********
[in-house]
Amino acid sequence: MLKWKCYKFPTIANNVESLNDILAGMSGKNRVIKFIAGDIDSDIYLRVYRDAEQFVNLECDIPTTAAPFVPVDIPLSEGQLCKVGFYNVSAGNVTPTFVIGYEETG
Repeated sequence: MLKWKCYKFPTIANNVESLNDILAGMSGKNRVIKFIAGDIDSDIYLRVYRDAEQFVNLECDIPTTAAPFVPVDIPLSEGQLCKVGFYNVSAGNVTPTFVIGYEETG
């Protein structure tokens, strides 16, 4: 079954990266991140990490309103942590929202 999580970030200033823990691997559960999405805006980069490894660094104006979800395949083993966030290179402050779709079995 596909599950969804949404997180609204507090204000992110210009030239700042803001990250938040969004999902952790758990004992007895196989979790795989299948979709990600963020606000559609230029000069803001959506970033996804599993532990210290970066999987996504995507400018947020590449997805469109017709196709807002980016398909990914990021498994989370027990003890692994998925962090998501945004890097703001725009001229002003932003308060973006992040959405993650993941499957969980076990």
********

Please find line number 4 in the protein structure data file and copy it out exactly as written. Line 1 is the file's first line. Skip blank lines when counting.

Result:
């Protein structure tokens, strides 16, 4: 079954990266991140990490309103942590929202 999580970030200033823990691997559960999405805006980069490894660094104006979800395949083993966030290179402050779709079995 596909599950969804949404997180609204507090204000992110210009030239700042803001990250938040969004999902952790758990004992007895196989979790795989299948979709990600963020606000559609230029000069803001959506970033996804599993532990210290970066999987996504995507400018947020590449997805469109017709196709807002980016398909990914990021498994989370027990003890692994998925962090998501945004890097703001725009001229002003932003308060973006992040959405993650993941499957969980076990």